It is unclear at this time whether the State was involved
in administering the controlled substance prescriptions to Mr. McIver...
However, we are uncertain of the employment status of Michael Kirby, a counselor who may, or may not, have either treated or prescribed the medication to Mr. McIver. At this time, we do not know whether the medication was contraindicated or whether there is indeed a medical malpractice claim relating to the medication as we are still awaiting the medical records....

(Affidavit of Patricia A. Cummings, Esq., ¶ 5; emphasis added).

In short, Claimant concedes the speculative nature of this proposed claim, but explains their intent to put the State "on notice" of this potential claim. (Affidavit of Patricia A. Cummings, Esq., ¶ 5). Although the Court can understand counsel's caution in attempting to file the request for permission to late file as soon as possible after the expired deadline, this does not obviate Claimant's burden of establishing the proposed claim appears meritorious. Towards this end, the Court must be provided with supported factual allegations and a sound theory of liability in order to conclude that there is reasonable cause to believe a valid claim exists. Moreover, to the extent this proposed claim involves a medical malpractice cause of action it must be supported by an expert's affidavit of merit. (Schreck v State of New York, 81 AD2d 882; Jolley v State of New York, 106 Misc 2d 550, 551-552 [while allegations are normally deemed true for the purposes of a late claim, this rule benefits only one who has the requisite knowledge or expertise]). Here, Claimant has not submitted an expert affidavit. In sum, this Court cannot ascertain whether there is reasonable cause to believe that a valid claim exists in light of the speculative nature of the allegations and the absence of an expert's affidavit addressing the medical malpractice allegations. Consequently, this Court finds the factor of merit weighs against Claimant.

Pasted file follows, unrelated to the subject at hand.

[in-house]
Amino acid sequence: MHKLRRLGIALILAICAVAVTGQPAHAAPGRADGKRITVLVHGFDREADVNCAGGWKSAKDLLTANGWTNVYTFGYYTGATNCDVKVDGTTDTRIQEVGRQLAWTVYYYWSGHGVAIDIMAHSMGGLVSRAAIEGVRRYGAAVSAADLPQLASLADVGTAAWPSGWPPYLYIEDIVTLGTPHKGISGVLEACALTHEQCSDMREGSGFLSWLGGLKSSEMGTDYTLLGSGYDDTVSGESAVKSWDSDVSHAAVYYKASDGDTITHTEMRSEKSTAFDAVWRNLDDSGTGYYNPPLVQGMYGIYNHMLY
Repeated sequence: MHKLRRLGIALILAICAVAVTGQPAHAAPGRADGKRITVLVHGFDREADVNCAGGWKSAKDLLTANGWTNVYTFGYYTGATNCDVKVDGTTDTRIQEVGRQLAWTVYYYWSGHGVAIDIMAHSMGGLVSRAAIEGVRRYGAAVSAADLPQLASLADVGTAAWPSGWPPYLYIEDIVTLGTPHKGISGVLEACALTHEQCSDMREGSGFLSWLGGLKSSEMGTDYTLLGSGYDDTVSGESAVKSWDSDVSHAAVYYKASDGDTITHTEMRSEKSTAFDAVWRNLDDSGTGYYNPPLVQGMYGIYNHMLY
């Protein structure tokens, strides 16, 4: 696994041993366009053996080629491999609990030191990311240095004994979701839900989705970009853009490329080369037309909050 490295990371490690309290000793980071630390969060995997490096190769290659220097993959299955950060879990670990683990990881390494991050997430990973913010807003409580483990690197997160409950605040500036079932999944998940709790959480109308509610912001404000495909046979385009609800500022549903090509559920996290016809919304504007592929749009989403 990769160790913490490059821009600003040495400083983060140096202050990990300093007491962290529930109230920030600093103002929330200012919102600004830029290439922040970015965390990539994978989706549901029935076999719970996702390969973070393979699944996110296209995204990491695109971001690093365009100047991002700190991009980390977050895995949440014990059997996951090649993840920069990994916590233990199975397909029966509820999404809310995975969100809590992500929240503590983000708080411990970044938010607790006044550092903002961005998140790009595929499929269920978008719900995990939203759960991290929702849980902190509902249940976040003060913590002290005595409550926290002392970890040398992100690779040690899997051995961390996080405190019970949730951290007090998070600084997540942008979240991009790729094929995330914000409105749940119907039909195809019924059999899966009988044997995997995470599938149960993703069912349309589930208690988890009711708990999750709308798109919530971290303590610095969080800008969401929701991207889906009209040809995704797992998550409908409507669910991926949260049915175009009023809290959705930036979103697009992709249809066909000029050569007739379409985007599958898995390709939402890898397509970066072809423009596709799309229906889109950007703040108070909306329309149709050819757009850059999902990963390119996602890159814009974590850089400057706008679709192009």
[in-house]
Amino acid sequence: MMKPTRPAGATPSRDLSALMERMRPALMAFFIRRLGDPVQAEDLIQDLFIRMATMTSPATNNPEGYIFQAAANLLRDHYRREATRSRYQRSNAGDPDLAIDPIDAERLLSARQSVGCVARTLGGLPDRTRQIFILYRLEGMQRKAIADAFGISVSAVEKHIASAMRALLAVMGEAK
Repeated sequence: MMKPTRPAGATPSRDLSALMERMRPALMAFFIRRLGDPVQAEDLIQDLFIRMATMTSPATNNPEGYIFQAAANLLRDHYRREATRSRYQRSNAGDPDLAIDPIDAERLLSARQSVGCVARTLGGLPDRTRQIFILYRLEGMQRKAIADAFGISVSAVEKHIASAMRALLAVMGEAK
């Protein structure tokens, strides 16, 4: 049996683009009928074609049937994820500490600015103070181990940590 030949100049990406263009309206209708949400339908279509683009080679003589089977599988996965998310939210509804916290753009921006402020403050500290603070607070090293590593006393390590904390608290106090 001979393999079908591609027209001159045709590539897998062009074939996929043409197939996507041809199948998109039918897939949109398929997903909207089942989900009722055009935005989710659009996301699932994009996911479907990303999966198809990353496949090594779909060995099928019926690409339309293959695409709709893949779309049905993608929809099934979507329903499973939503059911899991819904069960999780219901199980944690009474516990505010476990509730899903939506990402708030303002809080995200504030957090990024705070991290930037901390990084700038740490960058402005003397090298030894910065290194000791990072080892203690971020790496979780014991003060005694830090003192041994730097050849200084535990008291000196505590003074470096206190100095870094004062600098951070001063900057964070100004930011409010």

The next factor is whether Claimant is able to demonstrate an excuse for the delay in filing the claim. Claimant has failed to offer any excuse other than noting the minimal nature of the delay. Nevertheless, the absence of an excusable delay weighs against Claimant.

Notice of the essential facts, opportunity to investigate and lack of substantial prejudice comprise the next three factors and may be considered together since they involve analogous considerations. Claimant does not address these factors specifically. The State notes that the issue of notice of the essential facts cannot be ascertained until the involvement of any State employee is confirmed in the first instance. Given the uncertainty of any State involvement and the vagueness of this proposed claim, the Court finds that the State was not on notice of the essential facts nor given an opportunity to investigate within ninety days from accrual.[2] Next, Claimant contends the State will not suffer substantial prejudice if this application is granted because the delay was minimal. In opposition, the State fails to demonstrate how it would suffer substantial prejudice were the claim to proceed. Consequently, this Court finds that the factors of notice and opportunity to investigate weigh against Claimant, while the lack of resulting substantial prejudice favors Claimant.

The last factor is the availability of an alternate remedy. Based upon the speculative nature of the proposed claim this Court cannot determine whether Claimant has the option of commencing an action in Supreme Court against the individual mental health providers concerning the medical malpractice allegations. However, if those individuals are ultimately determined to be State employees, the State would ultimately be responsible for defending or indemnifying these physicians. (Ferlito v State of New York, Ct Cl., August 12, 1998, Lane, J., Motion No. M-57395). Additionally, to the extent that the proposed claim incorporates a mere negligence action that cause of action would be limited to the instant action. Accordingly, the Court finds that this factor weighs in Claimant's favor.

Accordingly, upon reviewing and balancing all of the factors enumerated in CCA 10 (6), the Court finds that four of the six factors, including the all important factor of merit, weigh against Claimant's motion for permission to file a late claim pursuant to CCA 10 (6); and in view of the foregoing,

IT IS ORDERED that Claimant's motion for permission to late file, Motion No. M-64433, is DENIED without prejudice.

January 17, 2002
Binghamton, New York

Judge of the Court of Claims

[1]The allegations contained in the proposed claim do not contain any reference to a conscious pain and suffering claim on behalf of the decedent or a derivative claim on behalf of the surviving spouse.
[2]Even if the Court might be willing to find the act of suicide put the State on notice of these essential facts, Claimant has not alleged the same properly or even addressed this issue in the first instance.